Sticking to our goal

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Sticking to our goal

PostPosted on Tue Oct 14, 2008 1:28 pm

One of the key aspects of parkour is the idea of become a strong individual; a strong body, a strong mind and a strong soul. Strong is an almost indefinable quality though, because no matter how strong you become you can always get stronger. There is no point you can reach where you can say, “Ok, now I’m strong.”

As a result of this, practitioners need to keep reminding themselves to continue to improve. However, within this lies a danger, because there are differences between making yourself better, and making yourself the best you can.

Striving simply to make yourself better shifts your attention onto the short term goals of training. In accepting that you cannot reach the ultimate goal of being strong, you concentrate on simply going in the right direction from where you are. You climb up the tree by starting at the bottom and going up.

The desire to make yourself as good and as strong as possible is the desire to be able to cope with every situation, overcome every challenge. In this you are not simply trying to overcome challenges of a particular nature, you are trying to overcome all challenges no matter what their source or what difficulties they involve (for me, this encapsulates the spirit of parkour more accurately).

Both of these goals involve a desire to improve and neither one of them can ever be entirely completed, both therefore providing impetus to continue improving indefinitely, so it may seem that there is not much to choose between the two. However there are two subtle, but important, differences.

Firstly, making yourself better might simply mean improving in one area. Advancing in any one area makes you better overall, which brings you closer to the idea of being strong, and since even if you concentrate on one area you can continue to improve forever this is a challenge that can provide a purpose for your actions for your whole life, if you so wish. However, despite the fact that you will always be improving, you almost certainly won’t be improving all of the fundamental skills that enable you to cope in all situations. Your skills will be unbalanced, maybe almost perfect in some situations but lacking in others.

The action of making yourself as good as you can be necessitates the improvement in all areas, not just one. This line of reasoning follows intrinsically from the desire to get as good as you can in any one area, simply because every activity involves nearly all of the fundamental abilities, in all areas. To become as good as you can be at jumping, for instance, you need to be physically strong, but also in control of your fears, your emotions; mentally and spiritually strong.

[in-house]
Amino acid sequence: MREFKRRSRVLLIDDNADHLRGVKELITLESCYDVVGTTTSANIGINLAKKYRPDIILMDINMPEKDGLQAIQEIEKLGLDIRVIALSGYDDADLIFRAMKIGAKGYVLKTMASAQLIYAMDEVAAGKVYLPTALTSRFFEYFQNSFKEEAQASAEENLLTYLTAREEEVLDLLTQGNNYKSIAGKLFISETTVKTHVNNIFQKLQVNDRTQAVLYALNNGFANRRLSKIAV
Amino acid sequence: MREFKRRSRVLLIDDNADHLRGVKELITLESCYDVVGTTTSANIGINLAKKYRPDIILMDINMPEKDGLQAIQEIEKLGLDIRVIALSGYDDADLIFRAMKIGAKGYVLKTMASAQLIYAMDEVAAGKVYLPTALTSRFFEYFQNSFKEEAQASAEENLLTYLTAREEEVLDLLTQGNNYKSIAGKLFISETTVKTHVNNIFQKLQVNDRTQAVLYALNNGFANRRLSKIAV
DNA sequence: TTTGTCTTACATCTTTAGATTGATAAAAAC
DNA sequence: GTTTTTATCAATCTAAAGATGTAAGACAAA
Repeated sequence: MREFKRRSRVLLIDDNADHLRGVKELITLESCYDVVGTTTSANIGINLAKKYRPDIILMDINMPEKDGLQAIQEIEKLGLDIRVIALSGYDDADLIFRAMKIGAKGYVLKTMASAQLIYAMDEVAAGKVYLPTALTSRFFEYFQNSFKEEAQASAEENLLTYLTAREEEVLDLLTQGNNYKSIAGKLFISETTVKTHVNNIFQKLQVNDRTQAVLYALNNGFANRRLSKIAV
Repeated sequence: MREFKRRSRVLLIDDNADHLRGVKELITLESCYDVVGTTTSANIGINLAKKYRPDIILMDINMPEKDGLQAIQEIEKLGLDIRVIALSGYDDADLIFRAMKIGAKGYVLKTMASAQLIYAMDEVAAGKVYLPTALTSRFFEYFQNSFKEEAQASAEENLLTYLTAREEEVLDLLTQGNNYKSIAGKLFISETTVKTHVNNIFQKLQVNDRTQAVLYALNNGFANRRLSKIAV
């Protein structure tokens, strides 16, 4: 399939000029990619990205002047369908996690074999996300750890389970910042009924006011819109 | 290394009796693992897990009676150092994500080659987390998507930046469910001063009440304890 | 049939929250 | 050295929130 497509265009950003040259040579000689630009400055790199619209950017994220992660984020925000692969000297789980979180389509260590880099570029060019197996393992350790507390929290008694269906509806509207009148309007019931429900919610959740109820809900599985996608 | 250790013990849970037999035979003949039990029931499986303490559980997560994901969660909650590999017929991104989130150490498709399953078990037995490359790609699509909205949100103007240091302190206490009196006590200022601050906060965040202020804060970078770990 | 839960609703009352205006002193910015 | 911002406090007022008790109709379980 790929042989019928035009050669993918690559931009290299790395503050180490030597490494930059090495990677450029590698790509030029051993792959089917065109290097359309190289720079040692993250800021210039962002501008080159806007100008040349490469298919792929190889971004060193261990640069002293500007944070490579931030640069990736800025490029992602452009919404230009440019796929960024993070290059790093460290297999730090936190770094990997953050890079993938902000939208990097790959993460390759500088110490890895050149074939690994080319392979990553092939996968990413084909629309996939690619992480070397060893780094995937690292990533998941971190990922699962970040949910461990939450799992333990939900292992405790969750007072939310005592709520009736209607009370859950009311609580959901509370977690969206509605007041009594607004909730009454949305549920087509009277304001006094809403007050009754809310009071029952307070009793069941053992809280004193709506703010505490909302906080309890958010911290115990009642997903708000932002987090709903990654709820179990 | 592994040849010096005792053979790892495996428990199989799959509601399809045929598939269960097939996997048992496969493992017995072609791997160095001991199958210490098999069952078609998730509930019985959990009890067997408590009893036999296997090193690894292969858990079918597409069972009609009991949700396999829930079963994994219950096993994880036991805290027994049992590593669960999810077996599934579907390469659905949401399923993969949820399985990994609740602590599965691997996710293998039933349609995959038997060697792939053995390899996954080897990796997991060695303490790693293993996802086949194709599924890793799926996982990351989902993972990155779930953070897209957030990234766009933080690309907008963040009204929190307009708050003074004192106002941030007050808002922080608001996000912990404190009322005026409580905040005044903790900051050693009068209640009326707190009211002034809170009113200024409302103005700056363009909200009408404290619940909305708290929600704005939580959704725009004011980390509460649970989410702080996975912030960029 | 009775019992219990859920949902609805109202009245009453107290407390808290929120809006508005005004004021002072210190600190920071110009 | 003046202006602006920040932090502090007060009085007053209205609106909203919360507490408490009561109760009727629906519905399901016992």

If some areas are neglected then these areas become weaknesses and begin to be the areas that limit your actions. If order to be without limits one must be without weaknesses; one must be complete.

Although it can simply be a misguided extension of the desire to improve, the focus on improving in just a few areas is also a symptom of an ego-fuelled desire for achievements, so we need to be extra careful. Concentrating on just a few skills leads to greater improvement in those areas and in the modern world where appearances are important, excelling at something while appearing unconcerned with achievement commands great respect from those still obsessed with the achievements of others.

The second difference is one of perspective. The obvious flaw with the short term focus is that trees, like life, contain many different paths, and although they may all continue upwards at the point where they branch off, only one path leads to the very top of the tree. If the branches are twisted (as they usually are in life) then the branch that seems more direct at the fork may finish lower and be overtaken by other branches, forcing you to retrace your steps back to the fork in order to reach higher.

In parkour, for example, using tricks to distract your mind from your fears and convince yourself to perform a given movement comes under the category of short term gain. It lets you do new things almost immediately but doesn’t solve the deeper problem. In learning those tricks you bypass the route of developing rational control of your fears enabling action while maintaining full understanding and control, so when you find situations where you can’t rely on the tricks you have to go back and re-train yourself.

To keep improving, then, the solution to this problem is to keep your focus on the goal and planning your route forwards as far in advance as you can, taking care to keep checking that you are on course. As with any goal, if you don’t know the route you need to take to get there you likely won’t reach it.

For parkour then, you learn to recognise all of the things you need to concentrate on in order to reach the goal of being strong, recognise all of the components of parkour, not just a few. You keep an overall perspective of your training through constant evaluation and comparison with your goal, and when you recognise that you are lacking in a particular area you make sure that you add exercises for this area to your training. The physical strengths are the most easily observed and trained, since evidence can be collected by impartial, external measurements. The mental and spiritual strengths the hardest, because they are both the measurement and the only way of measuring it, and most of us are adept at lying to ourselves to protect our egos.
~ Dave

Trying to be a helping hand from NorthernParkour and the British Parkour Coaching Association
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